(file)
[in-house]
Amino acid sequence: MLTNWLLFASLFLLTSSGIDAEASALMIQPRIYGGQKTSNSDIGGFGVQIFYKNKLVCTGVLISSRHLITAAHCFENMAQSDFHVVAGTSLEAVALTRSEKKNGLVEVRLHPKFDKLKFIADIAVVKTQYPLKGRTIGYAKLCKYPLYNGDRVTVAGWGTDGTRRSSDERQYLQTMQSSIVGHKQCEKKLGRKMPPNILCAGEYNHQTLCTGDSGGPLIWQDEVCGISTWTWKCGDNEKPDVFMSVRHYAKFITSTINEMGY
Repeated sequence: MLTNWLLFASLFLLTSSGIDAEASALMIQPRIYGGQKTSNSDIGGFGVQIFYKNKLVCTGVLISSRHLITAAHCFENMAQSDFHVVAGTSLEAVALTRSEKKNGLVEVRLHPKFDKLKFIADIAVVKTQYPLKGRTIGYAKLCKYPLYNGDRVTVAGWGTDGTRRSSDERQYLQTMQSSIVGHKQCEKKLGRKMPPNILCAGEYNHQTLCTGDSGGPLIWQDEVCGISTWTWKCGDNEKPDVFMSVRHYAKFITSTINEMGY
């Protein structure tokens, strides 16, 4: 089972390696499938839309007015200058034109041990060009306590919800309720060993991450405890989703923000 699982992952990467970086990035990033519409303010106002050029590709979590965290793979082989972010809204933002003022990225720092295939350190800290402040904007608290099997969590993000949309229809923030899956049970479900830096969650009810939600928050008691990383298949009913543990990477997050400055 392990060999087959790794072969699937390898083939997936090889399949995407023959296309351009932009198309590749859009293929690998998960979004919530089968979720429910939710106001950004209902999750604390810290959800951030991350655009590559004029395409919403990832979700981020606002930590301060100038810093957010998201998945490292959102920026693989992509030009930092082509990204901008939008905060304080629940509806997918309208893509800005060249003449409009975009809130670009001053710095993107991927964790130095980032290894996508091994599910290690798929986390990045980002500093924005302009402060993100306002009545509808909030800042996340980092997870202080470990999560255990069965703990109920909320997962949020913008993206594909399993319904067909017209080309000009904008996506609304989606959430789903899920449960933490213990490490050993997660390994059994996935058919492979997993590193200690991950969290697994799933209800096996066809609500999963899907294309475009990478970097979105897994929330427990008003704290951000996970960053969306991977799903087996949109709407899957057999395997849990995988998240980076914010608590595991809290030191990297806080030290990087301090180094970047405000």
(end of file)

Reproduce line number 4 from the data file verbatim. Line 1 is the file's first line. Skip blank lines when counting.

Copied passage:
């Protein structure tokens, strides 16, 4: 089972390696499938839309007015200058034109041990060009306590919800309720060993991450405890989703923000 699982992952990467970086990035990033519409303010106002050029590709979590965290793979082989972010809204933002003022990225720092295939350190800290402040904007608290099997969590993000949309229809923030899956049970479900830096969650009810939600928050008691990383298949009913543990990477997050400055 392990060999087959790794072969699937390898083939997936090889399949995407023959296309351009932009198309590749859009293929690998998960979004919530089968979720429910939710106001950004209902999750604390810290959800951030991350655009590559004029395409919403990832979700981020606002930590301060100038810093957010998201998945490292959102920026693989992509030009930092082509990204901008939008905060304080629940509806997918309208893509800005060249003449409009975009809130670009001053710095993107991927964790130095980032290894996508091994599910290690798929986390990045980002500093924005302009402060993100306002009545509808909030800042996340980092997870202080470990999560255990069965703990109920909320997962949020913008993206594909399993319904067909017209080309000009904008996506609304989606959430789903899920449960933490213990490490050993997660390994059994996935058919492979997993590193200690991950969290697994799933209800096996066809609500999963899907294309475009990478970097979105897994929330427990008003704290951000996970960053969306991977799903087996949109709407899957057999395997849990995988998240980076914010608590595991809290030191990297806080030290990087301090180094970047405000």